Here are several differences that can be important clues:
- An illness like COVID-19 causes a system-wide response, while an allergy, which is an overreaction of the immune system in response to exposure to a trigger, is usually more localized. For instance, a child with a flu or COVID-19 may have a fever, body aches, chills, a sore throat, weakness, and respiratory symptoms. Someone with allergies will be more likely to have the symptoms centered on the nose, eyes, and throat, and they usually wont have a fever.
- Allergies cause itchiness: itchy eyes, itchy nose and sneezing, and a tickle in the throat, she says. Itchiness is usually not a symptom of illness.
- COVID-19 doesnt seem to cause much in the way of nasal symptoms, Dr. Siegel says. That means if your child is sneezing a lot, its more likely allergies, a cold, the flu, or another illness that isnt related to COVID-19.
- Children with allergies may also have asthma, which can cause wheezing, coughing, and chest tightness. While many people with COVID-19 also have a cough and chest tightness or difficulty breathing, most of the time this isnt accompanied by wheezing, Dr. Siegel says.
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How To Deal With Allergies
When it comes to dealing with, especially unknown allergies, it is recommended to avoid self-medicating at all costs. Its important to get tested in order to know what triggers the allergies. Some home remedies may contain the allergens that cause your allergies and it would only worsen the whole situation.
Allergies Do Not Cause Fevers
People often wonder if allergies can cause a fever. The answer is no. Allergies cannot cause a fever, though you could have an allergy flare at the same time youre experiencing a fever from another infection.
With a cold, your temperature can run warmer, but typically it will be less than 100 degrees Fahrenheit.
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How Pollen Allergy Is Triggered
Yellowish fine powder known as pollen travels through wind, birds and other insects to affect hypersensitive people. When the immune system detects foreign particles, it reacts harshly by releasing IgE molecules. First time interaction may not stimulate an allergy, most second time when the allergic substances are ingested IgE antibodies release histamine. A chemical reaction triggered by histamine resulting in stuffy nose and irritated eyes. You may also experience hay fever after exposing to flowers and pollen. All these come under seasonal allergies. Normally, allergic reaction towards these substances develops from childhood. Anyway, adults can also see adverse reactions when they move to new environment. Though symptoms of common cold and allergic reaction are similar, they are completely different.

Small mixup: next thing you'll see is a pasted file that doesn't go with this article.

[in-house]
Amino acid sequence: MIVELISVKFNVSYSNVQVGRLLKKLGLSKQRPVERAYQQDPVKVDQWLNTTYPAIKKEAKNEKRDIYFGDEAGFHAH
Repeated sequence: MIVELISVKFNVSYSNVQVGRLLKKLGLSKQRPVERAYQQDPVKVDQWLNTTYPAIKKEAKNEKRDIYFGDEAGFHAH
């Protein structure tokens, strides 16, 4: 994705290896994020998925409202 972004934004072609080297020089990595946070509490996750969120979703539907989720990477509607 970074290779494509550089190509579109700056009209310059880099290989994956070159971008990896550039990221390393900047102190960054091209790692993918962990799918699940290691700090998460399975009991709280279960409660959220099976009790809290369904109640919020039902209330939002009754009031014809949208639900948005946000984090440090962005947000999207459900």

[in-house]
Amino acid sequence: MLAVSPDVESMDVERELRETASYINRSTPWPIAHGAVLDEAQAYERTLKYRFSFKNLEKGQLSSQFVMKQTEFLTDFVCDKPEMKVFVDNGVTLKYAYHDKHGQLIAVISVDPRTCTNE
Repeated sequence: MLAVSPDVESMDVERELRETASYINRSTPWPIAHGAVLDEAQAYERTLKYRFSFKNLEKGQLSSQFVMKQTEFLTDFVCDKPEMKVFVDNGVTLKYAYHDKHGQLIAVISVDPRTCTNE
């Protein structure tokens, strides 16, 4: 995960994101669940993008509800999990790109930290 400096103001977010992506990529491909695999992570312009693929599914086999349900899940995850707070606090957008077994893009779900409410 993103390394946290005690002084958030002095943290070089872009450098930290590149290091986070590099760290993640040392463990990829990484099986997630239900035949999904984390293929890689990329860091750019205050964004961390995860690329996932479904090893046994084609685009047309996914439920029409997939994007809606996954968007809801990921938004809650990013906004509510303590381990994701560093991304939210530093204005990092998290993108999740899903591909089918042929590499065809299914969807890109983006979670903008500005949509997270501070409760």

If you have a pollen allergy and breath in pollen pollen-heavy air, then you may experience some symptoms such as, Sneezing, water eyes, Nasal congestion, Itchy throat and eyes, wheezing, Runny nose. Pollen can also aggravate asthma symptoms, including increased sneezing, wheezing and coughing. The pollen count might be low, but we might find ourselves around one of the pollens that triggers our allergies. It is identified a fact that allergies can trigger a variety of symptoms but everyone will surely experiences a certain degree of discomfort at some stages. Pollen allergy is quiet common and typically causes sore throat, itchy eyes, and nasal congestion.
How to Treat?
Dust Pollen And Chemicals
My guess is that you most likely know about air pollution by now or at least something about it. it is one of the leading causes of respiratory infections and lung diseases such as bronchitis, COPD, asthma, and more, some of which are allergies. Some of the most common air pollutants in both indoor and outdoor environments include dust, pollen, and chemicals, as well as smokes from industrial factories and manufacturing plants . Most people tend to have muscle aches especially during specific seasons like fall and spring. This is when pollen is so much in the air. These are the ones known as seasonal allergies.
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Signs Of Seasonal Allergies
Seasonal allergies are caused by the immune system reacting to pollen from trees, grasses and weeds as if they were harmful to the body. This reaction causes symptoms that can be similar to a cold. Seasonal allergies occur at the same time each year. If your child has allergy symptoms all year long, he or she may be allergic to things in the home, such as dust mites, animals, mold and cockroaches.
Allergies can cause itchy, watery eyes, which aren’t typical signs of a cold or flu.
Other common symptoms of seasonal allergies include: